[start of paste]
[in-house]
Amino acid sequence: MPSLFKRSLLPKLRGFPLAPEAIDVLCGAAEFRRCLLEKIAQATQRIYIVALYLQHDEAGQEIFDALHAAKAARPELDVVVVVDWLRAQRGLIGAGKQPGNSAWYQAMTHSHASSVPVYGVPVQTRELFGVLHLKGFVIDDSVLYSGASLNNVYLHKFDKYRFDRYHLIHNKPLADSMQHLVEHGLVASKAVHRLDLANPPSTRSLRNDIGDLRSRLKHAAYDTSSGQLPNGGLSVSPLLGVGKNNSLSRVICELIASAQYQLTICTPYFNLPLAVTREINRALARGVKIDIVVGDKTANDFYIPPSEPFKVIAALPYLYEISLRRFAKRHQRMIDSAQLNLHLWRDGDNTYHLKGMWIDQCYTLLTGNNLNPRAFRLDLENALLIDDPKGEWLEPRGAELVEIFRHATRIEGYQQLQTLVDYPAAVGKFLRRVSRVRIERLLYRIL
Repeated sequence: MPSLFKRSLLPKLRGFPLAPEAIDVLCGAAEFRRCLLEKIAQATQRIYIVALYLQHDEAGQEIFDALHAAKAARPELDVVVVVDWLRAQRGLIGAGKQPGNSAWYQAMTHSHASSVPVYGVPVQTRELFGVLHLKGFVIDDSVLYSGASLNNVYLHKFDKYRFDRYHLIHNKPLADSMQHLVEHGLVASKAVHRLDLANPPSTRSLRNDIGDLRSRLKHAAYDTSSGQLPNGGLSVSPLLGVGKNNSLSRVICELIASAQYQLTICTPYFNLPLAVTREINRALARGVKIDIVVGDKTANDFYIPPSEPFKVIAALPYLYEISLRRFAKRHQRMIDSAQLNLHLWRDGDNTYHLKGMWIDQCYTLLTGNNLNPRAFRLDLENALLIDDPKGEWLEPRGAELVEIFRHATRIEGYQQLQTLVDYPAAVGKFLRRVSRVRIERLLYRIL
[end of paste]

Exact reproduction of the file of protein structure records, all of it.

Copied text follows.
[in-house]
Amino acid sequence: MPSLFKRSLLPKLRGFPLAPEAIDVLCGAAEFRRCLLEKIAQATQRIYIVALYLQHDEAGQEIFDALHAAKAARPELDVVVVVDWLRAQRGLIGAGKQPGNSAWYQAMTHSHASSVPVYGVPVQTRELFGVLHLKGFVIDDSVLYSGASLNNVYLHKFDKYRFDRYHLIHNKPLADSMQHLVEHGLVASKAVHRLDLANPPSTRSLRNDIGDLRSRLKHAAYDTSSGQLPNGGLSVSPLLGVGKNNSLSRVICELIASAQYQLTICTPYFNLPLAVTREINRALARGVKIDIVVGDKTANDFYIPPSEPFKVIAALPYLYEISLRRFAKRHQRMIDSAQLNLHLWRDGDNTYHLKGMWIDQCYTLLTGNNLNPRAFRLDLENALLIDDPKGEWLEPRGAELVEIFRHATRIEGYQQLQTLVDYPAAVGKFLRRVSRVRIERLLYRIL
Repeated sequence: MPSLFKRSLLPKLRGFPLAPEAIDVLCGAAEFRRCLLEKIAQATQRIYIVALYLQHDEAGQEIFDALHAAKAARPELDVVVVVDWLRAQRGLIGAGKQPGNSAWYQAMTHSHASSVPVYGVPVQTRELFGVLHLKGFVIDDSVLYSGASLNNVYLHKFDKYRFDRYHLIHNKPLADSMQHLVEHGLVASKAVHRLDLANPPSTRSLRNDIGDLRSRLKHAAYDTSSGQLPNGGLSVSPLLGVGKNNSLSRVICELIASAQYQLTICTPYFNLPLAVTREINRALARGVKIDIVVGDKTANDFYIPPSEPFKVIAALPYLYEISLRRFAKRHQRMIDSAQLNLHLWRDGDNTYHLKGMWIDQCYTLLTGNNLNPRAFRLDLENALLIDDPKGEWLEPRGAELVEIFRHATRIEGYQQLQTLVDYPAAVGKFLRRVSRVRIERLLYRIL